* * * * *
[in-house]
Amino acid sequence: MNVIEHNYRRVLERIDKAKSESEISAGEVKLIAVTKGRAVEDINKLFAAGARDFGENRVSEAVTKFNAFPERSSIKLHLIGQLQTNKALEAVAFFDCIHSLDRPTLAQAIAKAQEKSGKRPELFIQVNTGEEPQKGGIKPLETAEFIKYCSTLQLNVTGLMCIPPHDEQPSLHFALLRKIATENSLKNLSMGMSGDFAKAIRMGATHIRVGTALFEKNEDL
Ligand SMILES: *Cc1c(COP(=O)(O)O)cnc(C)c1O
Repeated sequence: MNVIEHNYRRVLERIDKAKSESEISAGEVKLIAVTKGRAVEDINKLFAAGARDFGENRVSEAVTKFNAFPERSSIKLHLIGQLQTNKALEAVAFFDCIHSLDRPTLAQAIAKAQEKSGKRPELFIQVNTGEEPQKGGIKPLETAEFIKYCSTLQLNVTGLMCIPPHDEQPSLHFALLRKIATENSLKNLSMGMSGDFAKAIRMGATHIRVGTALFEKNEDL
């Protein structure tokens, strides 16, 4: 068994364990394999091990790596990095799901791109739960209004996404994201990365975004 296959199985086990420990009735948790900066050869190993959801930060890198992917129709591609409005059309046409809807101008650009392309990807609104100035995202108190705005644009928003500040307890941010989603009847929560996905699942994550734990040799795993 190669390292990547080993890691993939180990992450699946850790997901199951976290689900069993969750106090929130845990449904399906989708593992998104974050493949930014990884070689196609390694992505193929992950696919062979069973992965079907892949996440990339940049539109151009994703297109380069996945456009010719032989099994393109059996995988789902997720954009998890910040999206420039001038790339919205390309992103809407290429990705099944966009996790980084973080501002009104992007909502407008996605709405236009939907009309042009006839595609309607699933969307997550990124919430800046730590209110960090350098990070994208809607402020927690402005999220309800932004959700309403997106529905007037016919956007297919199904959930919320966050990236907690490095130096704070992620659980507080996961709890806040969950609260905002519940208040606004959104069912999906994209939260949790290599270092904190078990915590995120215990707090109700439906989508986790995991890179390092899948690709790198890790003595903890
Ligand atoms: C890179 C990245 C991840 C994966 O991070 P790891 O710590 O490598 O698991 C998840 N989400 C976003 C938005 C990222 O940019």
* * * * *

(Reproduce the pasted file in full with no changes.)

[in-house]
Amino acid sequence: MNVIEHNYRRVLERIDKAKSESEISAGEVKLIAVTKGRAVEDINKLFAAGARDFGENRVSEAVTKFNAFPERSSIKLHLIGQLQTNKALEAVAFFDCIHSLDRPTLAQAIAKAQEKSGKRPELFIQVNTGEEPQKGGIKPLETAEFIKYCSTLQLNVTGLMCIPPHDEQPSLHFALLRKIATENSLKNLSMGMSGDFAKAIRMGATHIRVGTALFEKNEDL
Ligand SMILES: *Cc1c(COP(=O)(O)O)cnc(C)c1O
Repeated sequence: MNVIEHNYRRVLERIDKAKSESEISAGEVKLIAVTKGRAVEDINKLFAAGARDFGENRVSEAVTKFNAFPERSSIKLHLIGQLQTNKALEAVAFFDCIHSLDRPTLAQAIAKAQEKSGKRPELFIQVNTGEEPQKGGIKPLETAEFIKYCSTLQLNVTGLMCIPPHDEQPSLHFALLRKIATENSLKNLSMGMSGDFAKAIRMGATHIRVGTALFEKNEDL
């Protein structure tokens, strides 16, 4: 068994364990394999091990790596990095799901791109739960209004996404994201990365975004 296959199985086990420990009735948790900066050869190993959801930060890198992917129709591609409005059309046409809807101008650009392309990807609104100035995202108190705005644009928003500040307890941010989603009847929560996905699942994550734990040799795993 190669390292990547080993890691993939180990992450699946850790997901199951976290689900069993969750106090929130845990449904399906989708593992998104974050493949930014990884070689196609390694992505193929992950696919062979069973992965079907892949996440990339940049539109151009994703297109380069996945456009010719032989099994393109059996995988789902997720954009998890910040999206420039001038790339919205390309992103809407290429990705099944966009996790980084973080501002009104992007909502407008996605709405236009939907009309042009006839595609309607699933969307997550990124919430800046730590209110960090350098990070994208809607402020927690402005999220309800932004959700309403997106529905007037016919956007297919199904959930919320966050990236907690490095130096704070992620659980507080996961709890806040969950609260905002519940208040606004959104069912999906994209939260949790290599270092904190078990915590995120215990707090109700439906989508986790995991890179390092899948690709790198890790003595903890
Ligand atoms: C890179 C990245 C991840 C994966 O991070 P790891 O710590 O490598 O698991 C998840 N989400 C976003 C938005 C990222 O940019």